Center for EcoTechnology Wins Recognition for Composting Efforts
NORTHAMPTON — The Center for EcoTechnology (CET), a local nonprofit organization, has been awarded Top Honor in the North American 2017 Rathmann Challenge, “Mitigating Climate Change: Expanding the Use of Compost,” for its pioneering work over the past 20 years to expand the use of composting to reduce wasted food, which in turn reduces greenhouse-gas emissions.
The announcement of the award was made on Nov. 1 by the Rathmann Family Foundation. The Rathmann Challenge, which was launched in 2014, seeks to advance organizations possessing the creativity, entrepreneurial ethos, and innovative spirit to make a positive difference in the world. CET receives $100,000 for its past work and the exclusive invitation from the Rathmann Family Foundation to apply for an Even Bigger Idea grant of $200,000.
Approximately 40% of all food produced in the U.S. is never eaten, at great cost to communities, the economy, and the environment. Every year, American consumers, businesses, and farms spend $218 billion a year growing, processing, transporting, and disposing of food that is never eaten. About 52 million tons of food is sent to landfills annually; another 10 million is discarded or left unharvested on farms. When disposed of, wasted food creates greenhouse-gas emissions and is a significant contributor to climate change. Meanwhile, one in seven Americans is food-insecure.
“We are honored to be recognized by the Rathmann Family Foundation for our leadership in tackling climate change by keeping wasted food out of landfills,” said John Majercak, president of CET. “And we plan to expand our impact in this area, working alongside our many industry and government partners throughout the region.”
Added Rick Rathmann, executive director of the foundation, “as the recipient of the Top Honor, the Rathmann Family Foundation recognizes the Center for EcoTechnology both for its remarkable past accomplishments as well as the ability to make an even bigger impact beyond Massachusetts to the entire Northeast and the rest of the United States. The Rathmann Challenge engages organizations with a proven track record, forward-thinking ideas, and a willingness to challenge themselves and their professional colleagues to come up with a better solution.”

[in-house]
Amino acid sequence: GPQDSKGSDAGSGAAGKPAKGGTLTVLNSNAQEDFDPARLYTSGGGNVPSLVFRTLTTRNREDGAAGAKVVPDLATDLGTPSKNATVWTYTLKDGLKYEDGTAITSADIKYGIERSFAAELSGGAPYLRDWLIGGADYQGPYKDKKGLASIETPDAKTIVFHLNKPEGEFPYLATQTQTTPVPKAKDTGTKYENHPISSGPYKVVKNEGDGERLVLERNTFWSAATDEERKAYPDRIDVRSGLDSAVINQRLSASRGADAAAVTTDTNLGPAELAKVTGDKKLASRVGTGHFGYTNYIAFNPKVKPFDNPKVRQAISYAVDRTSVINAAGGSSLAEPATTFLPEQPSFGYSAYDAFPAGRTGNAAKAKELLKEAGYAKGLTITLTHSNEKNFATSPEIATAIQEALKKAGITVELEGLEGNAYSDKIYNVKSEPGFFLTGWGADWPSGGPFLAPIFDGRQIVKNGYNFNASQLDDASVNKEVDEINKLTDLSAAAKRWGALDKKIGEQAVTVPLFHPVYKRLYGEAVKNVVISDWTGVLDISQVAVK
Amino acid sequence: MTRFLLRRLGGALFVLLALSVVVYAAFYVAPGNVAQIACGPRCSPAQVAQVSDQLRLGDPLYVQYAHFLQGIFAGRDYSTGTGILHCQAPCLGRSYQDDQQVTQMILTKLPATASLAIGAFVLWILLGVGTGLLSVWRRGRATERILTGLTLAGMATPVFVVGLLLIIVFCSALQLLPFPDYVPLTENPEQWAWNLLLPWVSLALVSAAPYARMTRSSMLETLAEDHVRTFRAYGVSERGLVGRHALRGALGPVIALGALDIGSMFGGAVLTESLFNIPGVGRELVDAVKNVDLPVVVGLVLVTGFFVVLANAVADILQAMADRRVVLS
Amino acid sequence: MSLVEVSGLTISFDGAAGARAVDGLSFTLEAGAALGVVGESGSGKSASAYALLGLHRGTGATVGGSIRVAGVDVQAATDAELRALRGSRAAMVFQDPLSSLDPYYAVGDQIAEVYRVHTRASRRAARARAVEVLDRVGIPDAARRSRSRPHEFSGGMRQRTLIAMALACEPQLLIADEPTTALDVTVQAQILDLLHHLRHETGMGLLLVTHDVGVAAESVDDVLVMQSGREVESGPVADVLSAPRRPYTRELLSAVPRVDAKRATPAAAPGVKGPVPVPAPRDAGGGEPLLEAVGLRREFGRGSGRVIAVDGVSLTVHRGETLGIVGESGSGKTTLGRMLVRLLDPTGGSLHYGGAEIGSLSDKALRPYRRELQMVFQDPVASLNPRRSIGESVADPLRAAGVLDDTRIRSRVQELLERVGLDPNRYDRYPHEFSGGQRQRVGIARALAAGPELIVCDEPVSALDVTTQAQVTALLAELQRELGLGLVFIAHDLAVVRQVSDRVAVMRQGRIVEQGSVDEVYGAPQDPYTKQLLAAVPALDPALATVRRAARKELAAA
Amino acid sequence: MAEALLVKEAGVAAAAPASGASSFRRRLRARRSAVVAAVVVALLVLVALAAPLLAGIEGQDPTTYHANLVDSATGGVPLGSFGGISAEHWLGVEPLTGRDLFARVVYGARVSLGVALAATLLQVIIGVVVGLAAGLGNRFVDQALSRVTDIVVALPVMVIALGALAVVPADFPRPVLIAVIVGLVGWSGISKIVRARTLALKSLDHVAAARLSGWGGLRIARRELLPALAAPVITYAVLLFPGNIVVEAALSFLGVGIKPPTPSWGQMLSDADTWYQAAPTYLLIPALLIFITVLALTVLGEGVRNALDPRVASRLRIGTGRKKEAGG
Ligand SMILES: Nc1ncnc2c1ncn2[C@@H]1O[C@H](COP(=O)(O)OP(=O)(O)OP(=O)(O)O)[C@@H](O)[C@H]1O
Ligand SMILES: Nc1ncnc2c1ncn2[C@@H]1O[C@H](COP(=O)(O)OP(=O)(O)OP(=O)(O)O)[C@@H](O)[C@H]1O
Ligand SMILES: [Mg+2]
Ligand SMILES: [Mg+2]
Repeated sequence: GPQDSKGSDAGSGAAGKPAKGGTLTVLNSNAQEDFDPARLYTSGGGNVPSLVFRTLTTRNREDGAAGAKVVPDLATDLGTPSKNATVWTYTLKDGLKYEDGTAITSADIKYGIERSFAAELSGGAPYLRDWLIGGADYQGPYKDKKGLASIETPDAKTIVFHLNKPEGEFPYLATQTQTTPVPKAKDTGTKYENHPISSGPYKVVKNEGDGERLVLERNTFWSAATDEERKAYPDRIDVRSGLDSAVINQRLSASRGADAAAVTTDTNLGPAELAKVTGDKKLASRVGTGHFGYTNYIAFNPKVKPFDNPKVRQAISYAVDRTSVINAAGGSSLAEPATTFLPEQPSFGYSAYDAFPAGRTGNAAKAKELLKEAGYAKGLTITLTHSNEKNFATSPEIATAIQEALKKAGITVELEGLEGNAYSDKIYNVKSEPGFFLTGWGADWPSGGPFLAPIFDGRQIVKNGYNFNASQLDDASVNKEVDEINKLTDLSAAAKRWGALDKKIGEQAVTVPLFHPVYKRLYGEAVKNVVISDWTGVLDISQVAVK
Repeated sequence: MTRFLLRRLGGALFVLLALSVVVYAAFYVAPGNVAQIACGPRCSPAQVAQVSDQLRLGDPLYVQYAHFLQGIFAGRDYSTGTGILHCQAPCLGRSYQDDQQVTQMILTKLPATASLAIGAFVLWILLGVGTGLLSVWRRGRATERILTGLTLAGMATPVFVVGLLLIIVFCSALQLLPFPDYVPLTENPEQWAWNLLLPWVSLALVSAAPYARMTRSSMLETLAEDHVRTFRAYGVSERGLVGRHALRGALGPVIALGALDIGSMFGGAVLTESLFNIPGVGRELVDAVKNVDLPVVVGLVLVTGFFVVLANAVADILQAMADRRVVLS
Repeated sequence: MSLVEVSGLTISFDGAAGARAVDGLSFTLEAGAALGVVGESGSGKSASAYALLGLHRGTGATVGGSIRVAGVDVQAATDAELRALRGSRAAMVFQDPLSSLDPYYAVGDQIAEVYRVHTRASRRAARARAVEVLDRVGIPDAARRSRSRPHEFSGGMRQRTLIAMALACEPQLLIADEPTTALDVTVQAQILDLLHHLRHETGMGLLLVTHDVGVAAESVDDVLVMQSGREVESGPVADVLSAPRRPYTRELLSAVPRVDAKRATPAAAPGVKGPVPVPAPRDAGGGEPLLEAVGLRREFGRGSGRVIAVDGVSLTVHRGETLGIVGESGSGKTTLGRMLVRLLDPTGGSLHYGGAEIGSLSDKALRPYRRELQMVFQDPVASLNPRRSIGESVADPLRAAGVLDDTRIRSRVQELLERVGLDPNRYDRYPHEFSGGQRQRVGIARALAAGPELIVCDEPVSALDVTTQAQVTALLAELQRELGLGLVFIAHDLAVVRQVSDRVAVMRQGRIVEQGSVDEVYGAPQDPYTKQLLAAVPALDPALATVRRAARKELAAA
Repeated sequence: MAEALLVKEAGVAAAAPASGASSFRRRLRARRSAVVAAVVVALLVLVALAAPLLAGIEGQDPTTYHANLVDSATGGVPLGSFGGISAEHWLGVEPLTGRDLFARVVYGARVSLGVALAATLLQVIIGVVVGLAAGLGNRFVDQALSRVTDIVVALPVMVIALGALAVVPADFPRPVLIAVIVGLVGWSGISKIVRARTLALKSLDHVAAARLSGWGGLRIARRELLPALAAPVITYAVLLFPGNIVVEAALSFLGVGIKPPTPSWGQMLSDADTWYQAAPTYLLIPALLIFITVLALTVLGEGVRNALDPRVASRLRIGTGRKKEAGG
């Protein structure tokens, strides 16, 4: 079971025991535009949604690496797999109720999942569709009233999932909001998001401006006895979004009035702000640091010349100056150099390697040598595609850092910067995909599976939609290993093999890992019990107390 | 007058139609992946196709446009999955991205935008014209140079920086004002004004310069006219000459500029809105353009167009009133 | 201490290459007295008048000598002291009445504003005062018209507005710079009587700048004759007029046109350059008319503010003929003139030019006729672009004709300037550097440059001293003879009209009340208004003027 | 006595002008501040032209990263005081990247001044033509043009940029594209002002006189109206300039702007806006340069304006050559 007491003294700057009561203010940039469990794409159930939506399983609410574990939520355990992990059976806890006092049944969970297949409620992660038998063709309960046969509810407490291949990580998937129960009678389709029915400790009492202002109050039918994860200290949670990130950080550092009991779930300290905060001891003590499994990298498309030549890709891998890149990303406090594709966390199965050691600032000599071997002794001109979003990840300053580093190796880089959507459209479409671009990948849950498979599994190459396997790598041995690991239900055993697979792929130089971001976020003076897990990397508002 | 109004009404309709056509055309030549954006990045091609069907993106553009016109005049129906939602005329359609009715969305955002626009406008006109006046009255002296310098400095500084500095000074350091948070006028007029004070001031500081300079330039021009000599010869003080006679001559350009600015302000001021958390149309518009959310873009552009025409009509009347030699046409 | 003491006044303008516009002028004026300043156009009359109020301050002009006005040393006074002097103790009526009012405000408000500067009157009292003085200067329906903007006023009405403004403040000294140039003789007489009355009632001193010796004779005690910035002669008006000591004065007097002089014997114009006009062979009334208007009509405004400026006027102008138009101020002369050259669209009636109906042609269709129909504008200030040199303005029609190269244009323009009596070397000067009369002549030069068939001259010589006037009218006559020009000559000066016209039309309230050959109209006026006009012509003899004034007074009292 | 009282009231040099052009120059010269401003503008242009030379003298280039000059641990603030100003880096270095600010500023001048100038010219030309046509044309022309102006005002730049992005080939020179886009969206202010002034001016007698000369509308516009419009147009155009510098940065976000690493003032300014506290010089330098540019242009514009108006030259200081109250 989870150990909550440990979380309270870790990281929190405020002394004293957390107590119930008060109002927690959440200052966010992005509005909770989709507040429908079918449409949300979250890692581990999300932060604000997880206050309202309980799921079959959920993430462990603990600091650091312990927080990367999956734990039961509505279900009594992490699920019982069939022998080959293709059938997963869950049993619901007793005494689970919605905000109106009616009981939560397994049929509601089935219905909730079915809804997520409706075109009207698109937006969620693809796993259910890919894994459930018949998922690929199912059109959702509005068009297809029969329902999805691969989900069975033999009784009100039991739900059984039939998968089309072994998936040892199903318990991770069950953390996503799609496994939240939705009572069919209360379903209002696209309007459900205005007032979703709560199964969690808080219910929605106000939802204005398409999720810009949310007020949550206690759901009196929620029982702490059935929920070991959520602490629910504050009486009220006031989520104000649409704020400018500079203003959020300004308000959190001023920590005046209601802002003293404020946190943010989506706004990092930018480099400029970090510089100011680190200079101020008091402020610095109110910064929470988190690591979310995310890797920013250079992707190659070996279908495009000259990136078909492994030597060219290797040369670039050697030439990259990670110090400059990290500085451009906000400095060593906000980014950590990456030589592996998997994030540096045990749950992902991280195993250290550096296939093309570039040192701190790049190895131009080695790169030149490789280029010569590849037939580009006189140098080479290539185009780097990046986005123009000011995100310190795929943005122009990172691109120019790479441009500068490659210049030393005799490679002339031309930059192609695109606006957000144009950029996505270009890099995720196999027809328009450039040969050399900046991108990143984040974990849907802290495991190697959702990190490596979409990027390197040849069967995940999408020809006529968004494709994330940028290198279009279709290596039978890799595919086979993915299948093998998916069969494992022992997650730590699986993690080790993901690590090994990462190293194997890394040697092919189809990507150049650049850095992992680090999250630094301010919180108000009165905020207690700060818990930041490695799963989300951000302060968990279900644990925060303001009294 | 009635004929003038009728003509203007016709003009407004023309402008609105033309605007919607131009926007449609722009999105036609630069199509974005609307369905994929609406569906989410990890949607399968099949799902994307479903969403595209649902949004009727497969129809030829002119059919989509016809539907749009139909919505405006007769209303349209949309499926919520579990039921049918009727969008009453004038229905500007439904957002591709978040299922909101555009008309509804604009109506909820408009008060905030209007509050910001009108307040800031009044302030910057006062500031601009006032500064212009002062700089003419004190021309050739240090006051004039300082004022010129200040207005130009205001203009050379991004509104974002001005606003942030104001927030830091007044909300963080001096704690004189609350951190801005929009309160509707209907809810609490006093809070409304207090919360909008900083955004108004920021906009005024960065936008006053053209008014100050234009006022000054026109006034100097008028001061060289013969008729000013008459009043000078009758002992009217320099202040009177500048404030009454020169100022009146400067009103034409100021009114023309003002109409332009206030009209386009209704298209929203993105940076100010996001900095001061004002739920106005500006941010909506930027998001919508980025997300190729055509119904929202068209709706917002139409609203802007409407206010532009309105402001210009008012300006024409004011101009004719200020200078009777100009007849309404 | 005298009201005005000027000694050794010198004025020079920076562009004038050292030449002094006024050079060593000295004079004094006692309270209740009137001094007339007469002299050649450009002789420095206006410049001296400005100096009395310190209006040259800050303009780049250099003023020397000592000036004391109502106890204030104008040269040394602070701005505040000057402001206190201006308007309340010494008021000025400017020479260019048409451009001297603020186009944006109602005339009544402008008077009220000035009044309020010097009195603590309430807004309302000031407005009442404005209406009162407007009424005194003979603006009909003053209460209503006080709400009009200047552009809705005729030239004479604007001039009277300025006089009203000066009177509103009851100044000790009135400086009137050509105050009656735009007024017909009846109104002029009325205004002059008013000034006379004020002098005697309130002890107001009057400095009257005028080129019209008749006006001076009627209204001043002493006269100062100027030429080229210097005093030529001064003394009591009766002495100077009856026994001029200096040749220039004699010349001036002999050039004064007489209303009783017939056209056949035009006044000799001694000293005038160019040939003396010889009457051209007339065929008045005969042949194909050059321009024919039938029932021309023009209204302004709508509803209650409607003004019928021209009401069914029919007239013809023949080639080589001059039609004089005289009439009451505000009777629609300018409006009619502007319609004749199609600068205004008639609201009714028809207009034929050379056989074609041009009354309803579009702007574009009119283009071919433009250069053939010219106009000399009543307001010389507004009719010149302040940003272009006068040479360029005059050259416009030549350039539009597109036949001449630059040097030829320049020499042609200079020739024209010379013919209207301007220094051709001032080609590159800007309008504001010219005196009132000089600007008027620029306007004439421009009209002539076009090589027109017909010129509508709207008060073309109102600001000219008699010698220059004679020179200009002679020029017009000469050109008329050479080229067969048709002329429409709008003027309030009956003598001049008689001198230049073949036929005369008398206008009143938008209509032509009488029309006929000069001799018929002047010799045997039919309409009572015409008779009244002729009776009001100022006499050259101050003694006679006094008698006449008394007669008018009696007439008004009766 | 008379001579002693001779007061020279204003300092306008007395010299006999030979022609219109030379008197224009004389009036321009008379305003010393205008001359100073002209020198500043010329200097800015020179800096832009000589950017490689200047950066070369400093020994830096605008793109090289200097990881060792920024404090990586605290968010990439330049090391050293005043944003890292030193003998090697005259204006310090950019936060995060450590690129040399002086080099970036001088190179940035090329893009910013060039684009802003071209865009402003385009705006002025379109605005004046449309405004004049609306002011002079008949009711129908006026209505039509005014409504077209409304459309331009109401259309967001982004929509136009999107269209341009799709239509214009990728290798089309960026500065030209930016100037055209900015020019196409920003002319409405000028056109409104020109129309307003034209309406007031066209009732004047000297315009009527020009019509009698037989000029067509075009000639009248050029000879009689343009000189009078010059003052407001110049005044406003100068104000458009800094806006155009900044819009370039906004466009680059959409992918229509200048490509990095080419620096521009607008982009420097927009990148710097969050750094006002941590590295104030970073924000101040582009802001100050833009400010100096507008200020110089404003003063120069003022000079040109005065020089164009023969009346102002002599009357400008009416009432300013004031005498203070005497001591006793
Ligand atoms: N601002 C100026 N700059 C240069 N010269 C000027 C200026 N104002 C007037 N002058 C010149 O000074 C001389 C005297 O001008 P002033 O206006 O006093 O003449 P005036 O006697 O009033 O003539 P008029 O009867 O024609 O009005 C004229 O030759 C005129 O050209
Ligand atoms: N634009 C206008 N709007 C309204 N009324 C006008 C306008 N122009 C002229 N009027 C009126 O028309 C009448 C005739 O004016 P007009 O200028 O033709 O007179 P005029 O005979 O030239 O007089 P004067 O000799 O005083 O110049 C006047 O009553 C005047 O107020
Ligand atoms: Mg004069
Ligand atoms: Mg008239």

In 2011, CET worked with the Massachusetts Department of Environmental Protection (MassDEP) to establish the Massachusetts RecyclingWorks program. RecyclingWorks provides businesses and institutions in Massachusetts with free consultation and expert technical assistance to put into place cost-effective waste-management programs, including composting. In 2014, Massachusetts implemented one of the first statewide food-waste bans in the U.S., banning landfill disposal of organic waste by large-scale producers such as supermarkets and colleges. To date, CET has helped spur an expansion of compost production in Massachusetts by approximately 25,000 tons annually.
CET is embarking on a new, long-term effort to increase its impact by sharing its expertise in wasted food reduction across the Northeast and beyond. The organization has begun performing food-waste-diversion work in Connecticut, New York, and Rhode Island, in addition to Massachusetts. CET is also collaborating with the Harvard Food Law and Policy Clinic to produce a white paper that will share food-waste-diversion information and advice nationally, and developing other national partnerships as well.
“There is a growing awareness of the incredible opportunity that reducing wasted food presents our society,” said Lorenzo Macaluso, director of Client Services at CET. “We’ve learned a lot over the past few decades of doing this work, and we’re getting requests for assistance to replicate what we and our partners have been able to accomplish in Massachusetts. This award will be instrumental in helping us plan and implement similar efforts across the region and nationally.”
Area businesses that would like to learn from CET experts and others about reducing wasted food have an ideal opportunity at the Food Sustainability Symposium on Thursday, Nov. 9, from 3 to 6 p.m. at Mill 180 Park in Easthampton. The event is organized by RecyclingWorks in Massachusetts, Associated Industries of Massachusetts, and the Economic Development Council of Western Massachusetts. Tickets cost $25 and may be purchased in advance through Eventbrite.
Businesses will learn about food-recovery options across the EPA food-recovery hierarchy, such as source reduction, food donation, animal feed, anaerobic digestion, and composting. Attendees will hear success stories from UMass Amherst, Stop & Shop, the Log Cabin, River Valley Market, and Brew Practitioners about diverting food scraps and surplus prepared food from disposal.
According to Macaluso, there are now more opportunities to cost effectively reduce food waste at businesses in Massachusetts than ever before. “Reducing food waste is great for the environment and often helps boost the bottom line. We have helped facilitate great results from food establishments of all types, and events like these are a great way to learn how to plug into the range of available options.”